Renege

If you do not follow suit when you are able to (usually by playing a trump card instead), it is considered a renege, and the opposing team is rewarded two points if it is caught in later tricks of the same hand. A variation on calling out a renege is if more than one card of the reneged suit is played afterwards, the infraction may only be called on the first instance, if it is not called until the second instance it does not count. A player often reneges purposely in order to win a trick if they think the opposing team will not catch the renege. However reneges can also be unintentional, where a player misreads some of his/her cards, usually by misinterpreting the left bower as being of its native suit, but are still callable by opponents as reneging.

Some euchre terms

  • Squib - winning all five tricks in a row. The losing team is referred to as being "squibbed"
  • Right bower - a Jack of the same suit as the trump suit. Comes from the German word Bauer (usually referred to as just "the right"). In some parts of the world, the German spelling "bauer" is still used.
  • Left bower - the Jack of the non-trump suit of the same color as the trump suit; the second-highest card in a given hand (usually referred to as just "the left")
  • Bare left - having the left bower and no other trump in the player's hand; the left bower might fall to a right bower lead
  • Big guy/Little guy - another name for the right/left bowers
  • Bullet - an Ace; the highest card in the suit (except for bowers)
  • Dutchman - having both bowers and the Ace of trump in the same hand; this is a guarantee of winning at least three tricks
  • Golden Paw - in Canadian euchre, a hand including both bowers, Ace, King and Queen of trump (also known as a "Once-in-a-Lifetime" or a 'Lay Down' hand)
  • In The Barn - when you and your partner are one point away from winning, you are 'in the barn'
  • Guarded or protected left - having the left bower and another trump card in the player's hand; the left bower is protected because the player can play the other trump on a right bower lead
  • Loser - a card that probably will not take a trick; the number and quality of losers in a hand often determines if the hand should be played alone or not
  • Lay-Down - a hand that will automatically win all five tricks if played in the correct order; ex. a Dutchman plus two more trump cards, or one more trump card and an off-trump ace. Also called a "Loner" because a player with such a hand will typically opt to go alone.
  • No brainer - a hand that cannot be misplayed, for example: a hand with the five highest trump cards
  • Rag(s) - Term for non picture cards (10 or lower).
  • Benny - Alternative name for the joker
  • Yuk - When the team that calls trump takes all 5 tricks
  • Early Doors - This is used early in the game when you don't have the greatest hand but want to get some points on the board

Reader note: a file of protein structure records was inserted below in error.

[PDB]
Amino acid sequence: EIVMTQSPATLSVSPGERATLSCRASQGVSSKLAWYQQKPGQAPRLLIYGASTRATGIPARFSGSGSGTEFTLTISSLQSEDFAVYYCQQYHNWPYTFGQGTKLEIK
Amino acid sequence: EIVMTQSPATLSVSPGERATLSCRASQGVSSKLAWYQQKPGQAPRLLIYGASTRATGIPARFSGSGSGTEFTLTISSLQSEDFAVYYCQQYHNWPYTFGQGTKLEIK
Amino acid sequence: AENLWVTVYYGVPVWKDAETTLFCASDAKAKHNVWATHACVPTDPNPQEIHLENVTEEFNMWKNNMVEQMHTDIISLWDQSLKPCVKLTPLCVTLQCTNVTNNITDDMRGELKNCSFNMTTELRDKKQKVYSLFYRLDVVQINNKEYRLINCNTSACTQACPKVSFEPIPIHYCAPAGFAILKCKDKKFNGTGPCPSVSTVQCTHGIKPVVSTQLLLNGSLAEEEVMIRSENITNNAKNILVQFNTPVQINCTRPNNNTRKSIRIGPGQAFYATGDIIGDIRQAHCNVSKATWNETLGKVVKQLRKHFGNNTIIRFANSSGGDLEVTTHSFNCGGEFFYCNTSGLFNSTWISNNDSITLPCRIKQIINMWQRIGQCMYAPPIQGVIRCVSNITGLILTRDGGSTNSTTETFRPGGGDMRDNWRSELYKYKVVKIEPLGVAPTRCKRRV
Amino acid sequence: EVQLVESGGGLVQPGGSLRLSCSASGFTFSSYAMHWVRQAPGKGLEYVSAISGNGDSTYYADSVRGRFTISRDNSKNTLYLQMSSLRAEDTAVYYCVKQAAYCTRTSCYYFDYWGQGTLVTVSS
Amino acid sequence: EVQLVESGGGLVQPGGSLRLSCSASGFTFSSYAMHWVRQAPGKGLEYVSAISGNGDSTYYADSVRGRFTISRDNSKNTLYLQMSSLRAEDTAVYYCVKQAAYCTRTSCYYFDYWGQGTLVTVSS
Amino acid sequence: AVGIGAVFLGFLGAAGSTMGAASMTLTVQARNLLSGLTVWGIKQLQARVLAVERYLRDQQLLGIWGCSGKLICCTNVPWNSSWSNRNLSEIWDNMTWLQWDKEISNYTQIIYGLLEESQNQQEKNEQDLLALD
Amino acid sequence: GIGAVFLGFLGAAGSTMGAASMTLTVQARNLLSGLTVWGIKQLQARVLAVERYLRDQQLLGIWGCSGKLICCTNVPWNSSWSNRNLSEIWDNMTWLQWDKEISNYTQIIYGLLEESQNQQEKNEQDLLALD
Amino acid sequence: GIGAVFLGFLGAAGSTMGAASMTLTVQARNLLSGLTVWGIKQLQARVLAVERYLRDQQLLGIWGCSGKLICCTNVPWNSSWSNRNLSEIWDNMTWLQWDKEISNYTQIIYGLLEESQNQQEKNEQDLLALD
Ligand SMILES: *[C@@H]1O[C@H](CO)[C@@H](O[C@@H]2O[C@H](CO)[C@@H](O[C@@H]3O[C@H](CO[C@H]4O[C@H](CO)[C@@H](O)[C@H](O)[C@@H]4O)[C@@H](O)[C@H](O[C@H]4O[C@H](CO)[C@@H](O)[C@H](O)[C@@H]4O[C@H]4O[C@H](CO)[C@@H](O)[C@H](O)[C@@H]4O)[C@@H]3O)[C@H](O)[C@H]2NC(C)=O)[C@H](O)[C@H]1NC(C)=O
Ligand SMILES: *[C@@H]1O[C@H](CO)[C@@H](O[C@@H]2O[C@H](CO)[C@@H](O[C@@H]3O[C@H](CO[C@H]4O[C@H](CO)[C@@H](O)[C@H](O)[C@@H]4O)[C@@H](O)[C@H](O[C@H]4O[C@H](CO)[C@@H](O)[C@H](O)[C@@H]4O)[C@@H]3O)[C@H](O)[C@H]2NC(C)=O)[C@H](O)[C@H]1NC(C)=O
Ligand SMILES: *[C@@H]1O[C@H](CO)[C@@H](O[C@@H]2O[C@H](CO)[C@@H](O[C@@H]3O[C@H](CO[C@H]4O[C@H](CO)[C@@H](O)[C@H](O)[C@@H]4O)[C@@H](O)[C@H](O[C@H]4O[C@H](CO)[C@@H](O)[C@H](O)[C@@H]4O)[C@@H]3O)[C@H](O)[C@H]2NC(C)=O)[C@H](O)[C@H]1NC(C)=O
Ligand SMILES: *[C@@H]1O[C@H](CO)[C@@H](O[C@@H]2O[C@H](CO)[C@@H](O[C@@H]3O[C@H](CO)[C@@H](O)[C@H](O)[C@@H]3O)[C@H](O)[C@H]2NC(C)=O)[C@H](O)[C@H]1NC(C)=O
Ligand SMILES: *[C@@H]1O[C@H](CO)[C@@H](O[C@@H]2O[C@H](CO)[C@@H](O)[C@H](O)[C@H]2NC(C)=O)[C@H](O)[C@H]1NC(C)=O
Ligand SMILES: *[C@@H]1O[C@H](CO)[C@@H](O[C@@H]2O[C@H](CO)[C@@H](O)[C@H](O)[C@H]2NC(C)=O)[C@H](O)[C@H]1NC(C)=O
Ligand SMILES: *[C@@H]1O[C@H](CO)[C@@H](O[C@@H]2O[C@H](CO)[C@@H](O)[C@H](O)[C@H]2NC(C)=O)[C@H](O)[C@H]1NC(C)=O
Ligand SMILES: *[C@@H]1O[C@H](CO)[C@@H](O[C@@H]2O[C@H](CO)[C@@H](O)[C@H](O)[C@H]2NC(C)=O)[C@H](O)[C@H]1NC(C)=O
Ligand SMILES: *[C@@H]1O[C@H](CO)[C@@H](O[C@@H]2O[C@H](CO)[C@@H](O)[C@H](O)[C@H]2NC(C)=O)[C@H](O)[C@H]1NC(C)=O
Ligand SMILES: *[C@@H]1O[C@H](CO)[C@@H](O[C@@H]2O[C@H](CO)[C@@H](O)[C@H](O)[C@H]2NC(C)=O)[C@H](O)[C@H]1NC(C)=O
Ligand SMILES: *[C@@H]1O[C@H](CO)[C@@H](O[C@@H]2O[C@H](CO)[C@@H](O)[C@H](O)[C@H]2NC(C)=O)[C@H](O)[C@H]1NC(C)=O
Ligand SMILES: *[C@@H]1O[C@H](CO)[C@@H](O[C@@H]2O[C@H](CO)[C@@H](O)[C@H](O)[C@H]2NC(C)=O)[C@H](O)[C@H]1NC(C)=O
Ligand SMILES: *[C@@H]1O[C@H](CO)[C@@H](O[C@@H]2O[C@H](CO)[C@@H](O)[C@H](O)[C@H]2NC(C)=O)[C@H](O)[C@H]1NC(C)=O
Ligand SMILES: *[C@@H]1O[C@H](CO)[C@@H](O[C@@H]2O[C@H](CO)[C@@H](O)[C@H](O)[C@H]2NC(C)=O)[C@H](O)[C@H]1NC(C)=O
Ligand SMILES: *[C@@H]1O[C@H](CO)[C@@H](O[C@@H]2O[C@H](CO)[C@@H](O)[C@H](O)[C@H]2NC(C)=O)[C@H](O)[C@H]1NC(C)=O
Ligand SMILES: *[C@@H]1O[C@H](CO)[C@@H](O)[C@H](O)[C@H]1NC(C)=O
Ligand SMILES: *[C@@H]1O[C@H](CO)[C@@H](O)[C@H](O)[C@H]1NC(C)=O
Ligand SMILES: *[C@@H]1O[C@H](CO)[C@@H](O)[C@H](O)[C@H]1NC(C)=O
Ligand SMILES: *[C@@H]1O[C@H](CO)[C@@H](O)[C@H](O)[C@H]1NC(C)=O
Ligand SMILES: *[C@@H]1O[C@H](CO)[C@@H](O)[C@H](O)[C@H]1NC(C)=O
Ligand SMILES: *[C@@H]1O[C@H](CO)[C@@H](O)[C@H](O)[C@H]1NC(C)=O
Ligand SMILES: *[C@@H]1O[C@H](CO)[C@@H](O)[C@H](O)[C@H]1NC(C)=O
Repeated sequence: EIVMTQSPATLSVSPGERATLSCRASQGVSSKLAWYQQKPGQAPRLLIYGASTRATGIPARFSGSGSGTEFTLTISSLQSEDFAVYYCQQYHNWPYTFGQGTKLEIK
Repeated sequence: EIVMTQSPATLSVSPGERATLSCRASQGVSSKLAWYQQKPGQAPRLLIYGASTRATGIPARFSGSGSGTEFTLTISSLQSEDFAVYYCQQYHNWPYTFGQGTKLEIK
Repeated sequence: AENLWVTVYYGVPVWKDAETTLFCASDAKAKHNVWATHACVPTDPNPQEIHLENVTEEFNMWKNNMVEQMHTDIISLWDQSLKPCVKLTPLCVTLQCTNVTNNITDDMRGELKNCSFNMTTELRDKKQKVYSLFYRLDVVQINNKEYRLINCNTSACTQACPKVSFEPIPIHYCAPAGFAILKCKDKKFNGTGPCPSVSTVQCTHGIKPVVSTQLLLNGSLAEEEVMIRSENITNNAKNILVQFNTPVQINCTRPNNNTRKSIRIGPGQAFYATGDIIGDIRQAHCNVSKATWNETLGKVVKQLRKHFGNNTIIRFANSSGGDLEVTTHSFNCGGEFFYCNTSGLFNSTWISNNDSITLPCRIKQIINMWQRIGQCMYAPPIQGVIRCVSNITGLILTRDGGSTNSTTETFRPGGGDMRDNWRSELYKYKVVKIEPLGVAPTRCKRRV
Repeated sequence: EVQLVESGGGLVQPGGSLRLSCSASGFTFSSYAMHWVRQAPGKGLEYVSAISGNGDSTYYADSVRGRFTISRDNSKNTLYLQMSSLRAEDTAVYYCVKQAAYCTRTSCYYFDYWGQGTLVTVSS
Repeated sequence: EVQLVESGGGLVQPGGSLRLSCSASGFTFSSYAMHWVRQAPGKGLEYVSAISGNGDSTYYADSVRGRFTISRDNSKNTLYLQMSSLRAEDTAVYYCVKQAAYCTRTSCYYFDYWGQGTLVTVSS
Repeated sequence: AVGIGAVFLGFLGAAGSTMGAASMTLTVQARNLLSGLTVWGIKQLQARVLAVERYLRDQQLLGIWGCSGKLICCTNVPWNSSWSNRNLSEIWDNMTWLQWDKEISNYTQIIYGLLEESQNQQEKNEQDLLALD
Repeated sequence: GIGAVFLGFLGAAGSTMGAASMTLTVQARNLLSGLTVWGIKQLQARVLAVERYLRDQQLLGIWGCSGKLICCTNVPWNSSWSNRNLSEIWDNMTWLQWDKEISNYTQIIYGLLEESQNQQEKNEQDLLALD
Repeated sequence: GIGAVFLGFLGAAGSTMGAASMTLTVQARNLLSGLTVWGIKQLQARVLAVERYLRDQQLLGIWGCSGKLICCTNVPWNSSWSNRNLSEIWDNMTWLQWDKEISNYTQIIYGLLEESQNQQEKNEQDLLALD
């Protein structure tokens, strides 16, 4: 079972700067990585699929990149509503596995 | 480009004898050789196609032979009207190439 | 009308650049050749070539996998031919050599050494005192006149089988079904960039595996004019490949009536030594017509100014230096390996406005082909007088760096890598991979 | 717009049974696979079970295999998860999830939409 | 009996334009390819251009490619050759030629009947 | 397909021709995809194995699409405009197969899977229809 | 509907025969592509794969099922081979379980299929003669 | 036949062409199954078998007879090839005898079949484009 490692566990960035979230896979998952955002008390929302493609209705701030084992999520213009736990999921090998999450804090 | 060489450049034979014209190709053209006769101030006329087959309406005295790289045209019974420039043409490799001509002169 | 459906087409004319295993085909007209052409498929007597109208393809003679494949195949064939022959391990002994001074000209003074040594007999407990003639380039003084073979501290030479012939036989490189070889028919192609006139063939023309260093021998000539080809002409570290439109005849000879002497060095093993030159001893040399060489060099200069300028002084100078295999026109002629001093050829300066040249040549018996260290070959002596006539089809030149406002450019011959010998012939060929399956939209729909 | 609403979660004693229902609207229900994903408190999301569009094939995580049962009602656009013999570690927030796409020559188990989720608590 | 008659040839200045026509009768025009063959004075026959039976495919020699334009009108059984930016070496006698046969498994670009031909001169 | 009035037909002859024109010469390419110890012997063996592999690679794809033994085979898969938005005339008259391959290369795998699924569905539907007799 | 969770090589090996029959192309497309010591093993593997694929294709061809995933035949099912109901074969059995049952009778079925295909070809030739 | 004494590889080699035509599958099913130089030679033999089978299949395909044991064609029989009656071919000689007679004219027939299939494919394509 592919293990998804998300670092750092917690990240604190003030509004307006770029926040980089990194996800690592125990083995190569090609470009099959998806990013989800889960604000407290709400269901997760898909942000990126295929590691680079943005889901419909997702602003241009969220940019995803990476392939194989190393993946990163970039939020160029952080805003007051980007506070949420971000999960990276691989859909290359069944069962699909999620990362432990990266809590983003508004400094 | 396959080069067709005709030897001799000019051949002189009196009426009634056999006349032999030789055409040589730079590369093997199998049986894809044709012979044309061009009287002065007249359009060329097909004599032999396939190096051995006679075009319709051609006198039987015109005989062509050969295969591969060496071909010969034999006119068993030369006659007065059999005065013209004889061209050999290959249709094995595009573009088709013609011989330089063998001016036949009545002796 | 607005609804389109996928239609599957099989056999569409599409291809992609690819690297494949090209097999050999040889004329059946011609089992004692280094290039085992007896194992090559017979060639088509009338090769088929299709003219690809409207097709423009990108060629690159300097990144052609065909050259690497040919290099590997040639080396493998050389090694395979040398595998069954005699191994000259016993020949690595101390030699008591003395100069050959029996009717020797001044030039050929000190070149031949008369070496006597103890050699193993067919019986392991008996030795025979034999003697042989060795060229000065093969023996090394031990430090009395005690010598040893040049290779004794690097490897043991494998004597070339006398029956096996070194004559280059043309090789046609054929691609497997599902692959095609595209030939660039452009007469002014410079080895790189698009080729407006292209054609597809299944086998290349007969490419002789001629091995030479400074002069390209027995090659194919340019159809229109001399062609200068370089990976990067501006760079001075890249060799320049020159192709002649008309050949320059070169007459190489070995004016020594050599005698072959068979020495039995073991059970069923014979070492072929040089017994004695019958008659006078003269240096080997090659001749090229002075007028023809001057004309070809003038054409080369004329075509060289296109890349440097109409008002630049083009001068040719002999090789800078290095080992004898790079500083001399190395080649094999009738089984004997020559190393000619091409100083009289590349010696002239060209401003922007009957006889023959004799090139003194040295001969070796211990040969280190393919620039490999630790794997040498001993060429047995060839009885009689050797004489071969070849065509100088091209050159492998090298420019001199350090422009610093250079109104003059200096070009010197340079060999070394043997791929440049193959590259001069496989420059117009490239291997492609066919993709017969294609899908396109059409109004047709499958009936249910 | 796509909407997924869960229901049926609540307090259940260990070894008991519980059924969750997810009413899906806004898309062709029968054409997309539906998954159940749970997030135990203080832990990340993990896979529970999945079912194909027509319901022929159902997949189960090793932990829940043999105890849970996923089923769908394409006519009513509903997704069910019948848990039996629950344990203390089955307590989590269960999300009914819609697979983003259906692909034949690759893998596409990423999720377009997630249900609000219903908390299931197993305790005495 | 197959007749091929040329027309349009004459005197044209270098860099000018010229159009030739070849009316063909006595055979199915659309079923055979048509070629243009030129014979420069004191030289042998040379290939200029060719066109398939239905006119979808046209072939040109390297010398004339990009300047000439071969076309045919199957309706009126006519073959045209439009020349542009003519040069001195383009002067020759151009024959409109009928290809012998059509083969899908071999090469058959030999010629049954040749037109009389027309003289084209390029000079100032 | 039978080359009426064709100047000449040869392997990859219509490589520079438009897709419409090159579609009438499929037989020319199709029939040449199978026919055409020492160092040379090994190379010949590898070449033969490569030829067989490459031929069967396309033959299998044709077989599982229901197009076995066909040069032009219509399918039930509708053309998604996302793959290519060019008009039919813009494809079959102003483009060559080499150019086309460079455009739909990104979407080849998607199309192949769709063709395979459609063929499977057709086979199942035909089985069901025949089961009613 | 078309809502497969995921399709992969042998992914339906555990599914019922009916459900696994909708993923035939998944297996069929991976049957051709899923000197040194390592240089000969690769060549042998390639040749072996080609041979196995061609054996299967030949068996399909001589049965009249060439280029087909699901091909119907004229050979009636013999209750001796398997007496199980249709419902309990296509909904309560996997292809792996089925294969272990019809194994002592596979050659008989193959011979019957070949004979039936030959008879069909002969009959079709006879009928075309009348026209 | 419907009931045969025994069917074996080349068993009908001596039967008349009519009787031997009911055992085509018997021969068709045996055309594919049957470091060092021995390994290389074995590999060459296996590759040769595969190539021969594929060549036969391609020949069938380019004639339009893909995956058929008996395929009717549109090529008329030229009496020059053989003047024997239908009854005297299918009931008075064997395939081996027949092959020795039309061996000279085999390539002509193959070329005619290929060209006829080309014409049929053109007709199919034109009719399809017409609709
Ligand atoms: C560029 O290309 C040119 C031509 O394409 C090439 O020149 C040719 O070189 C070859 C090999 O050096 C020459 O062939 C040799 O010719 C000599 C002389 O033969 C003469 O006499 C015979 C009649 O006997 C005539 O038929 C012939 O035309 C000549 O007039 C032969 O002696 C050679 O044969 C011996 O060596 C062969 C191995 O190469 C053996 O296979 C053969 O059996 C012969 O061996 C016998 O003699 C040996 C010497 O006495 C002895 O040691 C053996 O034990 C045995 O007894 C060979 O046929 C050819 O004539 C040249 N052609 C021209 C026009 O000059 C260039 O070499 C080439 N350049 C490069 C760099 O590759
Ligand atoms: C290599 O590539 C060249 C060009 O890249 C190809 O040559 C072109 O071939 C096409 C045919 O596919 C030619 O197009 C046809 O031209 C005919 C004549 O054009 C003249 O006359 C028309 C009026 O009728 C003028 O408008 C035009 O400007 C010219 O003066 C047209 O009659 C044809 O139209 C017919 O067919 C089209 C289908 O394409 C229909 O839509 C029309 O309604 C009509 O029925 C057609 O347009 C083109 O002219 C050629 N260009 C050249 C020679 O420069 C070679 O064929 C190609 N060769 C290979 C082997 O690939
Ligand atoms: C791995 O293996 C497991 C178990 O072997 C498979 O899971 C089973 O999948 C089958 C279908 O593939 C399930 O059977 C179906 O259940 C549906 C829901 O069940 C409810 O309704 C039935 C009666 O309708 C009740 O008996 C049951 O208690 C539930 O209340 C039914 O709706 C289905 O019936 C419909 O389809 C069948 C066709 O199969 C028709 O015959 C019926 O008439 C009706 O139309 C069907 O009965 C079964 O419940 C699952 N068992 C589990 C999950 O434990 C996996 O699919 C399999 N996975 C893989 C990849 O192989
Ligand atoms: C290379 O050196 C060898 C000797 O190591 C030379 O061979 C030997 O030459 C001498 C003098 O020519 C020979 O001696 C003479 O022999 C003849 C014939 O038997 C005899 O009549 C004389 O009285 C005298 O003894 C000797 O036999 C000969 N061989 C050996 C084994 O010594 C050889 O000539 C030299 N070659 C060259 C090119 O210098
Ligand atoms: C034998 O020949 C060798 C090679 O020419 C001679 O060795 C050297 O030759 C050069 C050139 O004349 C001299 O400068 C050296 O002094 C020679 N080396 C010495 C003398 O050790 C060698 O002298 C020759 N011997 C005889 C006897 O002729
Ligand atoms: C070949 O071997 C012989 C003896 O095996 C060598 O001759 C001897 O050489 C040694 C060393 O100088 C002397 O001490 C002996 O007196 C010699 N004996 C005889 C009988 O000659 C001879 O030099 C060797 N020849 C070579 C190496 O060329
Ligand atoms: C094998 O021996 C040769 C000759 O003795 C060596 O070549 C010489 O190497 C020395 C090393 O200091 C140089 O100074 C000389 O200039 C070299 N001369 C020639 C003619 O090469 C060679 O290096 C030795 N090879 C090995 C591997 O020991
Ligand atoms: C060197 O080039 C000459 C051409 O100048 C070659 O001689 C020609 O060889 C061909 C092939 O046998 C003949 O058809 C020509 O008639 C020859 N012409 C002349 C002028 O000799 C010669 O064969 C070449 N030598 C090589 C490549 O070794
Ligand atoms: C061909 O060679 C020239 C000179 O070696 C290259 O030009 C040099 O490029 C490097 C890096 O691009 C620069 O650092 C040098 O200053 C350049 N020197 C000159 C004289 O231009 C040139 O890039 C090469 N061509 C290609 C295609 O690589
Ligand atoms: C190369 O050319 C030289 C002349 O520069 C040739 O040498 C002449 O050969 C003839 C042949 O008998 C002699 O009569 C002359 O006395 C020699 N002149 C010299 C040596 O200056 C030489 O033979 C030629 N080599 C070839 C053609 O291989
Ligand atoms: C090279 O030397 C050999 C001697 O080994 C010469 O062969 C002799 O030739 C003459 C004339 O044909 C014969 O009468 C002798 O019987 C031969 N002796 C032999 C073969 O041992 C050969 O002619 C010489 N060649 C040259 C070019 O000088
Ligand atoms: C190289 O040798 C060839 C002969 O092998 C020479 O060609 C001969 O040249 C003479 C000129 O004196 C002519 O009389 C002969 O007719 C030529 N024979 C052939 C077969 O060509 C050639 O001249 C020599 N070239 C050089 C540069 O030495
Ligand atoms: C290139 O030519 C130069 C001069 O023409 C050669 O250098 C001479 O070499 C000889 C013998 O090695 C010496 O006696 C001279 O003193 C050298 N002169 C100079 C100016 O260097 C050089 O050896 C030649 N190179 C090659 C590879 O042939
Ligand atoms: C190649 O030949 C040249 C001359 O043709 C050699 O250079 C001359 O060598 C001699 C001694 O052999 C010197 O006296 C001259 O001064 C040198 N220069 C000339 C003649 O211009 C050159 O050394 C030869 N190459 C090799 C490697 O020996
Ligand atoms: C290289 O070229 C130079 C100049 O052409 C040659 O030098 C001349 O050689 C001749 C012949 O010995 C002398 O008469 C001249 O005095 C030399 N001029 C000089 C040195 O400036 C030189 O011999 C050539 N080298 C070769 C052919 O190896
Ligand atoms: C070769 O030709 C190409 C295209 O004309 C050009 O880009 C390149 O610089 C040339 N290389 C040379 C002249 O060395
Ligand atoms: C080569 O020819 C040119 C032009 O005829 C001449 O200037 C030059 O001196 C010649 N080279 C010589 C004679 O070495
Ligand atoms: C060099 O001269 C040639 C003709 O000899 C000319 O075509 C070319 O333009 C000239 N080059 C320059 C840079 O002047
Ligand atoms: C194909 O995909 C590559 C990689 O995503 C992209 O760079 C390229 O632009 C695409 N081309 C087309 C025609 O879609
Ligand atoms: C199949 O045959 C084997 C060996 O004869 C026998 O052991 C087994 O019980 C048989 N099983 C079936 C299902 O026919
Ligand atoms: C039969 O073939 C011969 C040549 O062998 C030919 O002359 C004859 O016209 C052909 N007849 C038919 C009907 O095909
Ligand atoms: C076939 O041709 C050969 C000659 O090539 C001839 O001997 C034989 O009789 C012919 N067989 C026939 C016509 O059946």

• Monkey Hand - Five good trumps (benny, left, right, Ace and one other) - so easy a monkey could win
  • Chimps Hand - The opposite of a Monkey hand, generally comprising of 9 and 10s from suits other than the trump
  • Over The Melling Road - Crossing the break in the cribbage board onto the final five holes
  • Firkin Fisters - A term of abuse when your opponents euchre you. Particularly used in Devon in the UK. A good example of gamesmanship.
  • Thin To Win - When cutting the deck the player can use this phrase if the cut of the deck leaves a very short stack of cards remaining
  • Squeaked it - If you or your partner call the trump and have a hard fought round, just scraping the three tricks to win a point, you have can say you have "squeaked it"
  • Never In Doubt - If you easily win four or five tricks then you can say the points are "never in doubt"
  • You Make 'em, I Rake 'em - Particularly useful when your partner goes alone and wins tricks, you can pick up the cards and use this phrase. A good use of gamesmanship to rattle the opposing team.
  • Curly Wurly - A different name for the suit of Clubs. Commonly used in Devon, UK.
  • Fishing Out - The player to lead can on the first hand, play a high card (typically an Ace) of a different suit from the trump, gambling that the opposing team will have at least one card each from that suit. The player would therefore say 'lets see what we can fish out'. Also referred to as finding 'the outside'.
  • Turn down a bower, lose for an hour - Commonly said when trying to intimidate a player that has turned down a bower as trump.
  • Don't send a boy to do a man's job - Commonly said when you play a higher trump than your opponents trump. Especially when playing the right bower over the left bower.
  • Power Nine/Power Ten - Said when winning a non-trump trick with a low trump
  • Skunked - Used to refer to a team who fails to win any points during a game.

References

External links

Search another word or see euchreon Dictionary | Thesaurus |Spanish
Copyright © 2014 Dictionary.com, LLC. All rights reserved.
  • Please Login or Sign Up to use the Recent Searches feature